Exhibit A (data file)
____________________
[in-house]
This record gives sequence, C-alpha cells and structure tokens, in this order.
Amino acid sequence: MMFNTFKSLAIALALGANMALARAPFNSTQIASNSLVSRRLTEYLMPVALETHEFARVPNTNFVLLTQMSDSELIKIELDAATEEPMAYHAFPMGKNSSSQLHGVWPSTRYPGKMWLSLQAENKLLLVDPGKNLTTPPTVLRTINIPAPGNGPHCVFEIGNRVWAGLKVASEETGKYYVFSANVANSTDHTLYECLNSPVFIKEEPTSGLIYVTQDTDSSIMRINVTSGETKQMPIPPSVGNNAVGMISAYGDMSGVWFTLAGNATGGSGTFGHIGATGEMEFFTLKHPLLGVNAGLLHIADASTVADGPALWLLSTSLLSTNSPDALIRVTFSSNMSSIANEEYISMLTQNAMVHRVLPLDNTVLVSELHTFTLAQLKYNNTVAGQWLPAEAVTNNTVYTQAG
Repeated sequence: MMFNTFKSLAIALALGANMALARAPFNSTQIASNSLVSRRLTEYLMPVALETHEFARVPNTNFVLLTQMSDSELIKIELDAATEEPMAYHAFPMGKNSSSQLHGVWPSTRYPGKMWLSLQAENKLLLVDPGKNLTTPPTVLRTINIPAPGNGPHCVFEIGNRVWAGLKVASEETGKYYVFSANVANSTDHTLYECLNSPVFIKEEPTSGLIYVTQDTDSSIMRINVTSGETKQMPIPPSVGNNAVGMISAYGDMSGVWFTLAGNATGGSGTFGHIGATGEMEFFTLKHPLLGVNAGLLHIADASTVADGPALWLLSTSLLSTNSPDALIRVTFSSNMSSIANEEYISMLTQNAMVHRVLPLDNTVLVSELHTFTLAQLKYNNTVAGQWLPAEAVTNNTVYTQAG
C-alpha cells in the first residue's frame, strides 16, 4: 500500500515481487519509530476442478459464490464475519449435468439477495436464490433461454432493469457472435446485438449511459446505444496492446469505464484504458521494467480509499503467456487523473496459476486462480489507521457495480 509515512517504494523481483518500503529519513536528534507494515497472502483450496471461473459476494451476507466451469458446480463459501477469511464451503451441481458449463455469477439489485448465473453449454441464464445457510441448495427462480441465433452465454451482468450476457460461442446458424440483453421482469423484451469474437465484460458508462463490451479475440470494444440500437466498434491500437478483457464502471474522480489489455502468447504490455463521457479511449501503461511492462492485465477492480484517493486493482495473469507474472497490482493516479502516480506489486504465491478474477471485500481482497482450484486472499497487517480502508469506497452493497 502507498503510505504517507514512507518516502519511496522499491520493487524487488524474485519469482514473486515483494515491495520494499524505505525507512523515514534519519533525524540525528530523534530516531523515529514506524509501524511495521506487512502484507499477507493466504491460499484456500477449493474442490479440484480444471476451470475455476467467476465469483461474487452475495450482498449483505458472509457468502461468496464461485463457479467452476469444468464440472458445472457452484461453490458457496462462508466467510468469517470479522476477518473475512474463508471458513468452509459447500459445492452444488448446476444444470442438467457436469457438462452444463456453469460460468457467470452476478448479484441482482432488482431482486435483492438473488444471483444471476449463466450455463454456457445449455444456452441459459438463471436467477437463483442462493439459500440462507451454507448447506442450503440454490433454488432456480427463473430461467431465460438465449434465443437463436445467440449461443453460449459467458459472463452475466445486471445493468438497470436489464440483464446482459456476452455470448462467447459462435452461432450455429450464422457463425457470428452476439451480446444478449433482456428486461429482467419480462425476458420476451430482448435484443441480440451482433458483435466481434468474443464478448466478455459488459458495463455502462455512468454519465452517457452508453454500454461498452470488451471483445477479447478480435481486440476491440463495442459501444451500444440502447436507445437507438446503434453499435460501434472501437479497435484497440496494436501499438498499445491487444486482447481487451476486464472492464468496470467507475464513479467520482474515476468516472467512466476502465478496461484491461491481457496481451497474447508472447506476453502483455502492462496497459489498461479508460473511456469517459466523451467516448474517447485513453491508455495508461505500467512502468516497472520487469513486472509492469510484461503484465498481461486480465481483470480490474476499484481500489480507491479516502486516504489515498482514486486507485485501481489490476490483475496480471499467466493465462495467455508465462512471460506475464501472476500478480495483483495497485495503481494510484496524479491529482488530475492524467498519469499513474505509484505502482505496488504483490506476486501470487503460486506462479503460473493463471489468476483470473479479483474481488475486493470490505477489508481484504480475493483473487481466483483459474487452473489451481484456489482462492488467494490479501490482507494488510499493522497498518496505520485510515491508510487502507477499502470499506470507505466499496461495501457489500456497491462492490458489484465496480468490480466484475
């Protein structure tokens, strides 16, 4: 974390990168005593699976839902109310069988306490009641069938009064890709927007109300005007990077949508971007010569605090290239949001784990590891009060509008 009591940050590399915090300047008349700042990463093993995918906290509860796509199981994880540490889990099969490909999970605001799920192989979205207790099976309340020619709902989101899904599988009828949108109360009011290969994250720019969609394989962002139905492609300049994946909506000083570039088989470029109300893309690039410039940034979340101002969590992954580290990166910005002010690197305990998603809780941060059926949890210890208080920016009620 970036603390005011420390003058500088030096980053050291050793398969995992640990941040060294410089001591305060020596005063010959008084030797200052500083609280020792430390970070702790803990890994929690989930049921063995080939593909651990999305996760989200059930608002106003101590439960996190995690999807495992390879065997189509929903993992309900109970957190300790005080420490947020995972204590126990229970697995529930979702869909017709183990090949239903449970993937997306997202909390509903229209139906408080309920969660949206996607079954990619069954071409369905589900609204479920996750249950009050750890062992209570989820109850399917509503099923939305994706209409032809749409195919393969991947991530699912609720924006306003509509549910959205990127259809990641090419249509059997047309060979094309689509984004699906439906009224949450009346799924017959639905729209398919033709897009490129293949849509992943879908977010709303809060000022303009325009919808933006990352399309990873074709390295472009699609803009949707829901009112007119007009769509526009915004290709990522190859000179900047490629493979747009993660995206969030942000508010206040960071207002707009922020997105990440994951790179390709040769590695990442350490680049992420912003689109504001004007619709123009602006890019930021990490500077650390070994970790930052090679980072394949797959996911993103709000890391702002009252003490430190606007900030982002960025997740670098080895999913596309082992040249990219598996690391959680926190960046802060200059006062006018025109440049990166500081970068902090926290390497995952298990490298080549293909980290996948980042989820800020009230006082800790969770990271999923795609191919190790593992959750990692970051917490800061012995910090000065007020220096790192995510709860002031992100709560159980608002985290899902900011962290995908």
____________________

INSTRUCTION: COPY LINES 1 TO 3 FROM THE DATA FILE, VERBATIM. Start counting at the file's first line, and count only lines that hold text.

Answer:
[in-house]
This record gives sequence, C-alpha cells and structure tokens, in this order.
Amino acid sequence: MMFNTFKSLAIALALGANMALARAPFNSTQIASNSLVSRRLTEYLMPVALETHEFARVPNTNFVLLTQMSDSELIKIELDAATEEPMAYHAFPMGKNSSSQLHGVWPSTRYPGKMWLSLQAENKLLLVDPGKNLTTPPTVLRTINIPAPGNGPHCVFEIGNRVWAGLKVASEETGKYYVFSANVANSTDHTLYECLNSPVFIKEEPTSGLIYVTQDTDSSIMRINVTSGETKQMPIPPSVGNNAVGMISAYGDMSGVWFTLAGNATGGSGTFGHIGATGEMEFFTLKHPLLGVNAGLLHIADASTVADGPALWLLSTSLLSTNSPDALIRVTFSSNMSSIANEEYISMLTQNAMVHRVLPLDNTVLVSELHTFTLAQLKYNNTVAGQWLPAEAVTNNTVYTQAG